The descrambler circuit 90 is configured for recovering the original serial bit stream from the decoded data, by descrambling a 127-bit sequence generated by the scrambler of the transmitter, according to the IEEE 802.11 specification. The descrambler circuit 90 utilizes a scrambling seed, recovered from the service field of the data packet by the seed estimation circuit 92, for the descrambling operation. The signal field information from the preamble also is stored in a signal field buffer 94, configured for storing the length and data rate of the payload in the data packet. Overall control of the components of the receiver 50 is maintained by the state machine 96.

Hence, the serial bit stream recovered by the descrambler circuit 90 is output to an IEEE 802.11 compliant Media Access Controller (MAC).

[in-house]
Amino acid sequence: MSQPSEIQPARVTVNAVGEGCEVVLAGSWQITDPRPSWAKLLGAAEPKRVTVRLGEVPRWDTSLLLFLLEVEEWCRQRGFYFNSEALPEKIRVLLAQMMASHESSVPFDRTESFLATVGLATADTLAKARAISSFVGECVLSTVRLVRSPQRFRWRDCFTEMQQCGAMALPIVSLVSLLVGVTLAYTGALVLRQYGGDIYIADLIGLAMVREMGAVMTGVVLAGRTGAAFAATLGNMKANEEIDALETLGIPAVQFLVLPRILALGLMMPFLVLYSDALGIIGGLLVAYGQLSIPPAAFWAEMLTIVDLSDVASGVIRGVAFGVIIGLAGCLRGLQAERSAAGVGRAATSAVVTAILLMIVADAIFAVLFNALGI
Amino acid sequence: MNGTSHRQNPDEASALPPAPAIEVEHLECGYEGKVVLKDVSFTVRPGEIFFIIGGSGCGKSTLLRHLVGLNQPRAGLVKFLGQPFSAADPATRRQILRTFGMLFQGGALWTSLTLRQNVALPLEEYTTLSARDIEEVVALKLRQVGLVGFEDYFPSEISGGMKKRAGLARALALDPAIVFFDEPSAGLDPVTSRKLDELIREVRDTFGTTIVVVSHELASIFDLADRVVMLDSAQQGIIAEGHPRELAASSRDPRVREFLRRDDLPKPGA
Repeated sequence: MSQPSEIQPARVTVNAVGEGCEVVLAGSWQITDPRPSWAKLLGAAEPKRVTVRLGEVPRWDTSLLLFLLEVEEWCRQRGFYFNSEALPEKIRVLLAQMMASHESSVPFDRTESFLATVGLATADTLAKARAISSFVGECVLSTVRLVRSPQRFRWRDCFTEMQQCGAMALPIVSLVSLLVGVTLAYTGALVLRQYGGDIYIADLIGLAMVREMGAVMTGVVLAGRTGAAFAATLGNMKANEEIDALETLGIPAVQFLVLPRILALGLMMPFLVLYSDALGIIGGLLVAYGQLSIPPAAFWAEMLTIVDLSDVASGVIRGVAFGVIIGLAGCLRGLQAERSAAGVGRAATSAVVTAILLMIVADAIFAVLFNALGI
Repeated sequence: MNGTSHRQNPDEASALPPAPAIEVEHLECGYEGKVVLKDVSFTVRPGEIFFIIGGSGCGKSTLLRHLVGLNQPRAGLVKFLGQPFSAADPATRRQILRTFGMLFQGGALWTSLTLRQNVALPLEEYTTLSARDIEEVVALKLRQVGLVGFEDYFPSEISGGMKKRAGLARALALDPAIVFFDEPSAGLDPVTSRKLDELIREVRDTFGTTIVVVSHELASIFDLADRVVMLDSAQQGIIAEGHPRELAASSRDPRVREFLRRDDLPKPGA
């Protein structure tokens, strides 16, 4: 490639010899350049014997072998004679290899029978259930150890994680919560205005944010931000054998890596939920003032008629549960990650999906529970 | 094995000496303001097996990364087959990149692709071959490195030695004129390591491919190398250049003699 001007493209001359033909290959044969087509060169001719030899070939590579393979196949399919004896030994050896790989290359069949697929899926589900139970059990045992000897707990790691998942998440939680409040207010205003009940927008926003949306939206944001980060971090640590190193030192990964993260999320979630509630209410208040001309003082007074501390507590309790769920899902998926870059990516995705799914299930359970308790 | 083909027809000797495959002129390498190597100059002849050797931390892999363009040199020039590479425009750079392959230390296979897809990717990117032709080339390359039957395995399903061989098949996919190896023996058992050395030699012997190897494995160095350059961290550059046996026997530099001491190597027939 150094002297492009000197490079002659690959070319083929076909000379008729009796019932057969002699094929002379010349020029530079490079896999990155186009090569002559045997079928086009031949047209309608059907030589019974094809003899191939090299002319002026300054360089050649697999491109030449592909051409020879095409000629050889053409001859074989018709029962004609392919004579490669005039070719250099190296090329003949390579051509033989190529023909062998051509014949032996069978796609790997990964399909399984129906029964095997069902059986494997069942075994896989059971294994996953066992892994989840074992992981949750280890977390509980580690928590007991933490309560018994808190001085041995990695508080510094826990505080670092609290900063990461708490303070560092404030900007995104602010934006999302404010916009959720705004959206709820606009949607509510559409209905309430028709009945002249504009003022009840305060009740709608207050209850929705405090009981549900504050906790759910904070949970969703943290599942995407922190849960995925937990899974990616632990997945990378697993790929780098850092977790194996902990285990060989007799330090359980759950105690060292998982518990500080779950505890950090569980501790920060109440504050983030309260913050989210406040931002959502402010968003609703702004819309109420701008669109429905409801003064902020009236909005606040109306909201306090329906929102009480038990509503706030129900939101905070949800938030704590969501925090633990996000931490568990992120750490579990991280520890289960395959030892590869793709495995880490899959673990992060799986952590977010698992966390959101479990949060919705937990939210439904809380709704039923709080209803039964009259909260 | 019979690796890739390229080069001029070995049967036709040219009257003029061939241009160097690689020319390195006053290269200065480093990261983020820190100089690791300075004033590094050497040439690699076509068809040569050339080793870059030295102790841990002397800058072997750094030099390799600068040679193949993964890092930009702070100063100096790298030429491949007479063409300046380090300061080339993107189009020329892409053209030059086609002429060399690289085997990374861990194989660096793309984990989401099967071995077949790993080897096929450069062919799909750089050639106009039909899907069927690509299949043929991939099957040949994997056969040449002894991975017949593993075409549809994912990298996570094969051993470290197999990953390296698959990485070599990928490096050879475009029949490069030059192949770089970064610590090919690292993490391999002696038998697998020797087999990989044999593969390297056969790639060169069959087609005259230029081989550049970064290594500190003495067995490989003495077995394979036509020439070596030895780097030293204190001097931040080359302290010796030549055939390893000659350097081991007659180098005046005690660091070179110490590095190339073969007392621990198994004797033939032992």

Frequency Domain Estimation Using Loopback for I/Q Imbalance Estimation

FIG. 3 is a diagram illustrating in different detail an OFDM transceiver 100 according to an embodiment of the present invention. As described below, the disclosed embodiment removes the effects of frequency offset and channel characteristics, for estimation purposes, by looping back the transmitted signal into the receiver for purposes of calibrating the IQ imbalance.

The OFDM transceiver 100 includes a transmitter 102, the receiver 50, a local oscillator 104, and a loopback switch 106 controlled by a controller 108. The transmitter 102 includes a transmit portion 112 configured for generating the baseband OFDM signal (having I and Q signal components) according to IEEE 802.11a protocol, an analog front end amplifier 114 configured for amplifying the baseband OFDM signal, a mixer 116 configured for modulating the OFDM signal to prescribed wireless frequencies based on a local oscillator signal 118, and a power amplifier 120 configured for amplifying the modulated OFDM signal for wireless transmission.